Insider Q&A: Allianz strategist on how to navigate market turmoil

WASHINGTON -- Last year was the stock market's first down year since 2008, and this year has opened with a thud.

See Full Article

The market is down 8 per cent in the first two weeks of trading, the worst start to a year ever.

Kristina Hooper, head of U.S. capital markets research and strategy for Allianz Global Investors, says investors shouldn't panic, but they can take steps to navigate the market's perils. Her answers have been edited for clarity and length.

Q: Given the turbulence in the stock market, should investors be worried?

A: The quick answer is they should be cautious, but they shouldn't be worried.

Q: Did the Federal Reserve's decision in December to raise its benchmark rate for the first time in nearly a decade play a part in the market's volatility?

A: Absolutely. We are living through monetary policy history being made. What we are seeing now is an unwinding of incredible conditions in monetary policy in the United States. So it stands to reason that we are going to see a lot more volatility as the Fed normalizes.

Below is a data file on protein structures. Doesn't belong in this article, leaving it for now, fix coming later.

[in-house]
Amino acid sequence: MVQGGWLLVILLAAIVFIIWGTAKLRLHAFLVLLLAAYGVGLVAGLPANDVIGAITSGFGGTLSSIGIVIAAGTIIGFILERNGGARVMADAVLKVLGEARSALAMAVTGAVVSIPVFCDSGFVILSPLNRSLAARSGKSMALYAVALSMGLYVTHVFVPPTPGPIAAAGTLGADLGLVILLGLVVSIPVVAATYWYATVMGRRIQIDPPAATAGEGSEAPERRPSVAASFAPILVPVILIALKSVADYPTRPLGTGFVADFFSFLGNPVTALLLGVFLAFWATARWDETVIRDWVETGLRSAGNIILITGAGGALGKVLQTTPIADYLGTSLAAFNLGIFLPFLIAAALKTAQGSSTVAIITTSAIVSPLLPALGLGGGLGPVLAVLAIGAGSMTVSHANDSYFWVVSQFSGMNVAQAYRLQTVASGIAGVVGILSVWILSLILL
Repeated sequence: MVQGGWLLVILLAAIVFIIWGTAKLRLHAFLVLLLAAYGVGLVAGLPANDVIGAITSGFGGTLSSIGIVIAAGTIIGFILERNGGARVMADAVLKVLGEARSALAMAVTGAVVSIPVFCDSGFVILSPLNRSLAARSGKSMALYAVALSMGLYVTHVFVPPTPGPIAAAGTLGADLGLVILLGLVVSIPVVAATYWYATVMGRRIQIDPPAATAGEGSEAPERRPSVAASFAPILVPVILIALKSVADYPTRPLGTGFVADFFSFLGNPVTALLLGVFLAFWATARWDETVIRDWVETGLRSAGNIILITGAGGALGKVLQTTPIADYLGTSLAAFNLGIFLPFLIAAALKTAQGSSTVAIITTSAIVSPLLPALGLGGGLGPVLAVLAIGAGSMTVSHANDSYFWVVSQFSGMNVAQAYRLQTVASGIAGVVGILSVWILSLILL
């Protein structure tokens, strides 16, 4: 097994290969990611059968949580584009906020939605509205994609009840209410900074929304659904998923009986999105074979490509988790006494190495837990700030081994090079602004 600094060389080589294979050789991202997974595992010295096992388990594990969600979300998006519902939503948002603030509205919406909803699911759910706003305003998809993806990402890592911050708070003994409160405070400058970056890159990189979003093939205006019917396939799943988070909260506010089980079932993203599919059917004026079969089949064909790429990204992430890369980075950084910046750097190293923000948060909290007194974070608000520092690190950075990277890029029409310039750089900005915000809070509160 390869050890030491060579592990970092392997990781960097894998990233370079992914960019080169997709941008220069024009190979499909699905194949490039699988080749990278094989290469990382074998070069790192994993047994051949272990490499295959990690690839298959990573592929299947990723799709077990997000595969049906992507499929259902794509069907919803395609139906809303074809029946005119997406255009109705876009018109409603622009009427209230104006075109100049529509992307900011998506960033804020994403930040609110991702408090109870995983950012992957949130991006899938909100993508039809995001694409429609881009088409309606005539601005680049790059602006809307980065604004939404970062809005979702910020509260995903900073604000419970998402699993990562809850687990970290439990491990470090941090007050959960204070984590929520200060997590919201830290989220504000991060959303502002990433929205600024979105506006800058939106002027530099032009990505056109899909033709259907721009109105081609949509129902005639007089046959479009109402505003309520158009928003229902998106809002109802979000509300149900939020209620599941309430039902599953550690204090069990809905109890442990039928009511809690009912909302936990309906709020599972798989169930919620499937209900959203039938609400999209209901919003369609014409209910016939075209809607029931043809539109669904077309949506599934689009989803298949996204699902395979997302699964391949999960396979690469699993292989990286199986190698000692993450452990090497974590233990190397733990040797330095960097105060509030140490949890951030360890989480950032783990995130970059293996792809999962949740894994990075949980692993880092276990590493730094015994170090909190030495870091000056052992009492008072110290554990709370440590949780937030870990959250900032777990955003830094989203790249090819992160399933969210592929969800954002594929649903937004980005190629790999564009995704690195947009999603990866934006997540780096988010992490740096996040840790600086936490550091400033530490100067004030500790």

Q: What headwinds do you see facing the economy?

A: The Fed tightening is one. Historically, stocks are hurt out of the gate with Fed tightening. But typically, stocks are able to recover and post more positive gains over the longer term because tightening usually coincides with an improving economy, which is normally a good thing for stocks.

But we do have other headwinds such as geopolitical risks. We have seen signs of that with a flare-up in the Middle East with Iran, Saudi Arabia and other countries. Our view is what is going on with China is not cause for panic, but it certainly is a cause for caution.

Q: What stock-market sectors do you think will do well this year?

A: We would focus on those sectors that look attractive from a valuation perspective and earnings and, even more important, from a revenue-growth standpoint. Certainly, the technology sector has been able to deliver in terms of revenue growth. Health care could be another area. The aging population is a great secular trend.

Q: What about the energy sector, which had the biggest drop in 2015?

A: Energy company stock valuations look attractive. But until we get greater visibility over what the catalyst might be to drive oil prices higher and sustain them, we need to be cautious.

Q: Do you see investment opportunities overseas?